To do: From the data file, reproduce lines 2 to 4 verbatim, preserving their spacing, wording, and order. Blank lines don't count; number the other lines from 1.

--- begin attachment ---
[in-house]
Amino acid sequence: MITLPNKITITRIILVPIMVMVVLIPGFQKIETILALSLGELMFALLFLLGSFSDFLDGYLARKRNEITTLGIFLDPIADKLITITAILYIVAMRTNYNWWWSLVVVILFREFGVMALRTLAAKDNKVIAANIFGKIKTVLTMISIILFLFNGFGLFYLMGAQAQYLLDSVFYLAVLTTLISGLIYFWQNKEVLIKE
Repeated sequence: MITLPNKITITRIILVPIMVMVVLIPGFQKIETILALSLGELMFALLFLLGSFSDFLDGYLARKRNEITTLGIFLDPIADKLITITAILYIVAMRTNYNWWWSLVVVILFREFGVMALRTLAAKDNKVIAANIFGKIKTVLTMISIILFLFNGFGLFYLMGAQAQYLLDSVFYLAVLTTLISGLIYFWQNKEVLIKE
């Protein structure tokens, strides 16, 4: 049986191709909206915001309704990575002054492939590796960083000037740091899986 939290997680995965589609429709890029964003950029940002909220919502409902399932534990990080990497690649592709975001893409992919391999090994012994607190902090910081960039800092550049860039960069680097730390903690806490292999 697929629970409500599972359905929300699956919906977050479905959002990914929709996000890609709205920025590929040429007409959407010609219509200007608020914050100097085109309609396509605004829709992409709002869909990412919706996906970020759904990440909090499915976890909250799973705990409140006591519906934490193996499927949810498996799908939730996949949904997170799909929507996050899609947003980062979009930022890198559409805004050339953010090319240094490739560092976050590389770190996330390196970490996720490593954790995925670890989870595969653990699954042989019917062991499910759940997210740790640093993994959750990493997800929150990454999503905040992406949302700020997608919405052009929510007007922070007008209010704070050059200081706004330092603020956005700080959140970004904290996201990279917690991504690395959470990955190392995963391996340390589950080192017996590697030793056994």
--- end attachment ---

Amino acid sequence: MITLPNKITITRIILVPIMVMVVLIPGFQKIETILALSLGELMFALLFLLGSFSDFLDGYLARKRNEITTLGIFLDPIADKLITITAILYIVAMRTNYNWWWSLVVVILFREFGVMALRTLAAKDNKVIAANIFGKIKTVLTMISIILFLFNGFGLFYLMGAQAQYLLDSVFYLAVLTTLISGLIYFWQNKEVLIKE
Repeated sequence: MITLPNKITITRIILVPIMVMVVLIPGFQKIETILALSLGELMFALLFLLGSFSDFLDGYLARKRNEITTLGIFLDPIADKLITITAILYIVAMRTNYNWWWSLVVVILFREFGVMALRTLAAKDNKVIAANIFGKIKTVLTMISIILFLFNGFGLFYLMGAQAQYLLDSVFYLAVLTTLISGLIYFWQNKEVLIKE
């Protein structure tokens, strides 16, 4: 049986191709909206915001309704990575002054492939590796960083000037740091899986 939290997680995965589609429709890029964003950029940002909220919502409902399932534990990080990497690649592709975001893409992919391999090994012994607190902090910081960039800092550049860039960069680097730390903690806490292999 697929629970409500599972359905929300699956919906977050479905959002990914929709996000890609709205920025590929040429007409959407010609219509200007608020914050100097085109309609396509605004829709992409709002869909990412919706996906970020759904990440909090499915976890909250799973705990409140006591519906934490193996499927949810498996799908939730996949949904997170799909929507996050899609947003980062979009930022890198559409805004050339953010090319240094490739560092976050590389770190996330390196970490996720490593954790995925670890989870595969653990699954042989019917062991499910759940997210740790640093993994959750990493997800929150990454999503905040992406949302700020997608919405052009929510007007922070007008209010704070050059200081706004330092603020956005700080959140970004904290996201990279917690991504690395959470990955190392995963391996340390589950080192017996590697030793056994």